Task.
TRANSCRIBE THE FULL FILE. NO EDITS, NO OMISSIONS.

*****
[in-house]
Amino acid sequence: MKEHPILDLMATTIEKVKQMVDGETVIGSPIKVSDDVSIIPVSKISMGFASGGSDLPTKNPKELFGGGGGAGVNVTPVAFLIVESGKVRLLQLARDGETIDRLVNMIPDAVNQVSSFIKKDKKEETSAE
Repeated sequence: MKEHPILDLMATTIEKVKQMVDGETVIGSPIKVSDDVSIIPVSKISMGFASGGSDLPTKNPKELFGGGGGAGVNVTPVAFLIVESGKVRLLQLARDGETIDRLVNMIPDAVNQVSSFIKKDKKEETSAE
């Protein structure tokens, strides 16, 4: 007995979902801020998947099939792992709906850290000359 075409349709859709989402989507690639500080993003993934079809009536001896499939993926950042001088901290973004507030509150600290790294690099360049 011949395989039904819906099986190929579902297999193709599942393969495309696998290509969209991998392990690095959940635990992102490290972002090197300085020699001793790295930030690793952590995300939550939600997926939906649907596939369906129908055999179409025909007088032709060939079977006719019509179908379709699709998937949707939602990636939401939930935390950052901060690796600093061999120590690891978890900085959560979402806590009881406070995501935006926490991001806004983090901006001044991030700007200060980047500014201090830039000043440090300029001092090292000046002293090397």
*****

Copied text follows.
[in-house]
Amino acid sequence: MKEHPILDLMATTIEKVKQMVDGETVIGSPIKVSDDVSIIPVSKISMGFASGGSDLPTKNPKELFGGGGGAGVNVTPVAFLIVESGKVRLLQLARDGETIDRLVNMIPDAVNQVSSFIKKDKKEETSAE
Repeated sequence: MKEHPILDLMATTIEKVKQMVDGETVIGSPIKVSDDVSIIPVSKISMGFASGGSDLPTKNPKELFGGGGGAGVNVTPVAFLIVESGKVRLLQLARDGETIDRLVNMIPDAVNQVSSFIKKDKKEETSAE
């Protein structure tokens, strides 16, 4: 007995979902801020998947099939792992709906850290000359 075409349709859709989402989507690639500080993003993934079809009536001896499939993926950042001088901290973004507030509150600290790294690099360049 011949395989039904819906099986190929579902297999193709599942393969495309696998290509969209991998392990690095959940635990992102490290972002090197300085020699001793790295930030690793952590995300939550939600997926939906649907596939369906129908055999179409025909007088032709060939079977006719019509179908379709699709998937949707939602990636939401939930935390950052901060690796600093061999120590690891978890900085959560979402806590009881406070995501935006926490991001806004983090901006001044991030700007200060980047500014201090830039000043440090300029001092090292000046002293090397």